Speculative presence – 4
I have made the case for re-situating John Wyndham’s post-apocalyptic nightmare in a context that is slightly more consistent with the actual history of the 20th century and, perhaps, a little more plausible. Of course, it is still somewhat of a stretch, since we have to drop World War 2, and assume no other mechanism for Keynesian-style stimulus of a similar scale. (We might fudge this a little by assuming early and aggressive British-French intervention to confront Germany over Czechoslovakia, but let’s clean that up later.)
In truth, I don’t actually want to create a Europe with 95% unemployment like occurred in The Day of the Triffids. I just want to show that, in theory at least, it is possible that a catastrophe like the one in Triffids could have arisen solely from economic causes and without any extraordinary mechanism like the sudden and inexplicable blindness of 95% of the planet’s human population. At the same time, if 95% unemployment happened solely as the result of economic causes, the end of the world, which, per Zizek, we have no problem imagining, would be identical with the end of capitalism.
Finally, my point in this particular post is to show that behind both causes — blindness/triffids and the more plausible economic depression — is the same proposed mechanism: technological innovation.
John Wyndham was quite aware that technological innovation had the most unpredictable effects on economies.
He has this to say about it in The Day of the Triffids:
The discoverer and the inventor are the bane of business. A little sand in the works is comparatively a mere nothing – you just replace the damaged parts, and go on. But the appearance of a new process, a new substance, when you are all organized and ticking nicely, is the very devil. Sometimes it is worse than that – it just cannot be allowed to occur. Too much is at stake. If you can’t use legal methods, you must try others.
For Umberto had understated the case. It was not simply that the competition of a cheap new oil would send Arctic and European and their associates out of business. The effects would be widespread. It might not be fatal to the groundnut, the olive, the whale, and a number of other oil industries, but it would be a nasty knock. Moreover, there would be violent repercussions in dependent industries, in margarine, soap, and a hundred more products from face-creams to house-paints, and beyond. Indeed, once a few of the more influential concerns had grasped the quality of the menace Umberto’s terms came to seem almost modest.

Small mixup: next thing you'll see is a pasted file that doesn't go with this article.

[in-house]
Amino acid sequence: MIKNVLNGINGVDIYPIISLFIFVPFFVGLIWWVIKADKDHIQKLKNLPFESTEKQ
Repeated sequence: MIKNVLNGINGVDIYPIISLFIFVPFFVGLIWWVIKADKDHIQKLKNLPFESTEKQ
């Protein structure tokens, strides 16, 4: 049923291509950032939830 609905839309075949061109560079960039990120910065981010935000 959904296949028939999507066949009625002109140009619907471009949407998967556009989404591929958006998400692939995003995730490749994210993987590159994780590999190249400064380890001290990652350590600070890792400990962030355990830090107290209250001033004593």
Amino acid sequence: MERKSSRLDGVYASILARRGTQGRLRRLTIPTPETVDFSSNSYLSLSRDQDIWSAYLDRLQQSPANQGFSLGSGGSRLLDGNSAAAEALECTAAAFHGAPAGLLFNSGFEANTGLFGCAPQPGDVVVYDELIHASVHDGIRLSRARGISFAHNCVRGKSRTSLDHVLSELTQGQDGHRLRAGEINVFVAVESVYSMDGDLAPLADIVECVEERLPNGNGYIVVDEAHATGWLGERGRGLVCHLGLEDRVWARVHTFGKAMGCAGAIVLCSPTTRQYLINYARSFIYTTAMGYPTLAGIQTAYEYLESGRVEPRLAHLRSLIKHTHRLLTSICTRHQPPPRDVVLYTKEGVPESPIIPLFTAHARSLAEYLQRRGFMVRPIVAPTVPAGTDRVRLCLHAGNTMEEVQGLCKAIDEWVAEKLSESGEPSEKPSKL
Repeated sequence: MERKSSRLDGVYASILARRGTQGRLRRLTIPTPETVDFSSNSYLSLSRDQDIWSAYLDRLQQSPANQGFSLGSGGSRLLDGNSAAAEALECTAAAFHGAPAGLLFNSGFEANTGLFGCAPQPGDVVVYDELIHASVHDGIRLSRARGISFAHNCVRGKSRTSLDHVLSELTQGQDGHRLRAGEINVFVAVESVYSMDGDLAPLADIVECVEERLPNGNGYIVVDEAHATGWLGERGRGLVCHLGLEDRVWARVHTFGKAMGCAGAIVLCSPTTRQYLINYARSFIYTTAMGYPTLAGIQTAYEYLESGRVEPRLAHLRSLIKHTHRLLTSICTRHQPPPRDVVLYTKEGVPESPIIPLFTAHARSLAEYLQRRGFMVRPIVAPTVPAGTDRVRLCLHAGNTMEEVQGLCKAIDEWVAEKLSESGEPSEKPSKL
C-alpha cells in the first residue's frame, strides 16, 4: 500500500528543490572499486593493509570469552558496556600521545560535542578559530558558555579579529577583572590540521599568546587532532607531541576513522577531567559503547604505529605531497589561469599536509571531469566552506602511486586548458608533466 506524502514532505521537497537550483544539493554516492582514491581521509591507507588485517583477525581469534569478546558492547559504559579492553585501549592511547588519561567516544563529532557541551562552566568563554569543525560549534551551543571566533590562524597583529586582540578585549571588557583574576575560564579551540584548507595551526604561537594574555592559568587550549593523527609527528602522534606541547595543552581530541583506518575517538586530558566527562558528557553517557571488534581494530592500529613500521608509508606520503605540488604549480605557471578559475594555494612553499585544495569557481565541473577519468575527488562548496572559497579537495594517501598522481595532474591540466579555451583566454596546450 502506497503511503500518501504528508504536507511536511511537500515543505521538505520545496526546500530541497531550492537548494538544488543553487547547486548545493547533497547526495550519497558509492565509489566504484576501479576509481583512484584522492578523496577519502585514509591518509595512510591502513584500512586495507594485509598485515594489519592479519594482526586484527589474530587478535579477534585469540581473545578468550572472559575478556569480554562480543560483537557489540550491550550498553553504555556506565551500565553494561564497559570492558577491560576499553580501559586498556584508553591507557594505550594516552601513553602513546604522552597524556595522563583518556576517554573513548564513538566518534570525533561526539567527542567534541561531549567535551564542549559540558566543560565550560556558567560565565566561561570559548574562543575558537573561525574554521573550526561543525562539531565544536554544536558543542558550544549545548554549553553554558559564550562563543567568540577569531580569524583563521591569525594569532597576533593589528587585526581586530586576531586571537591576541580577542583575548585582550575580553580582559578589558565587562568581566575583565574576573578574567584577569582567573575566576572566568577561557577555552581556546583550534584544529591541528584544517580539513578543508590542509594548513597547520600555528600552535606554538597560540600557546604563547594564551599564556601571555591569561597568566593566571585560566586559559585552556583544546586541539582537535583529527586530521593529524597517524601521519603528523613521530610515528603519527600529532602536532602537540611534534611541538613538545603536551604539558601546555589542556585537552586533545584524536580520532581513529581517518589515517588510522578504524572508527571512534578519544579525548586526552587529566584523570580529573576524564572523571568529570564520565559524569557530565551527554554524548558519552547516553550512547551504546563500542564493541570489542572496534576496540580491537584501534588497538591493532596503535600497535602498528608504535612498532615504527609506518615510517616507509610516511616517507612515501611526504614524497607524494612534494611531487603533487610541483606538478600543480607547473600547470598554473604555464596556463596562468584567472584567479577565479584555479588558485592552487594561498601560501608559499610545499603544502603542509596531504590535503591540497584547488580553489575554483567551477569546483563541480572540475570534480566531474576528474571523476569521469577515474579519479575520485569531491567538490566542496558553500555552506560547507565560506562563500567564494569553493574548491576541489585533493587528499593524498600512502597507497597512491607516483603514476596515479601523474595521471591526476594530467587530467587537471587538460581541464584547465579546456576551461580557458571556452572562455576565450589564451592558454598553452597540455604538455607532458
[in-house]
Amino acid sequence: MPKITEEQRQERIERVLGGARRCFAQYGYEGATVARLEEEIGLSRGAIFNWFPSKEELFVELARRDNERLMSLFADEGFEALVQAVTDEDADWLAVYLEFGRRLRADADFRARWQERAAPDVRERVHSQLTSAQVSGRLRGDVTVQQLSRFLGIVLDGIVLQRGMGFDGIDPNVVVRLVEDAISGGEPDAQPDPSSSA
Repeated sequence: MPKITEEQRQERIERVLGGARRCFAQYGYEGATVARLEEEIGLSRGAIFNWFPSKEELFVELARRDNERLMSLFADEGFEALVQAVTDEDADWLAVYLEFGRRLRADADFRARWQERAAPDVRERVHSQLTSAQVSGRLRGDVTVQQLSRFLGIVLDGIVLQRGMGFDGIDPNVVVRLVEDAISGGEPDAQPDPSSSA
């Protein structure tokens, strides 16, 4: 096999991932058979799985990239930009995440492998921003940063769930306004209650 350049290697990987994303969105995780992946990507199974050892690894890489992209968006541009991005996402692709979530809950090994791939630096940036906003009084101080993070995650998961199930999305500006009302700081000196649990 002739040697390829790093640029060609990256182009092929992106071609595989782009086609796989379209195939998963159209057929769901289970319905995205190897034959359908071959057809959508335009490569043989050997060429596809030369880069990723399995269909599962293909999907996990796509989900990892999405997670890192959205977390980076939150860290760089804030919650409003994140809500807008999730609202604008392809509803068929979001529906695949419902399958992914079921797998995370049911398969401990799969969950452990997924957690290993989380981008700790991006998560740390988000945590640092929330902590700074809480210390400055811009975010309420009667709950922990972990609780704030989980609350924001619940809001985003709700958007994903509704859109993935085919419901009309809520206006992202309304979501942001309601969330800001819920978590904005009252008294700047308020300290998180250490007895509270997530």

It is technological innovation in two fields that come together briefly to create the catastrophe in The Day of the Triffids: the first is in the field of horticulture, likely from the Soviet Union, which produces the deadly triffids. The second is in the field of space weaponry, likely from the United States, which produces the malfunctioning satellites that blind 95% of the world population.
To establish the role of technological innovation in the generation of economic depressions, we need cite no other source than John Maynard Keynes, who argued the Great Depression was caused by rapid technological progress that was eliminating the need for human labor in production.
We are being afflicted with a new disease of which some readers may not yet have heard the name, but of which they will hear a great deal in the years to come—namely, technological unemployment. This means unemployment due to our discovery of means of economising the use of labour outrunning the pace at which we can find new uses for labour.
Just to remind the reader: at this point, I am not actually trying to find a way to create a global depression with 95% unemployment. I am simply trying to show that the mechanism John Wyndham employs in his story, technological innovation, is the same one Keynes employs to explain the Great Depression, which actually produced a much less severe 25% global depression. I argue that by fiddling with the actual historical timeline — namely, removing the destructive impact of World War 2 on the productive forces — we could realistically have expected the Great Depression to be far more severe than it was.
This should set the stage for my attempt to construct a speculative fictional alternative future communist society.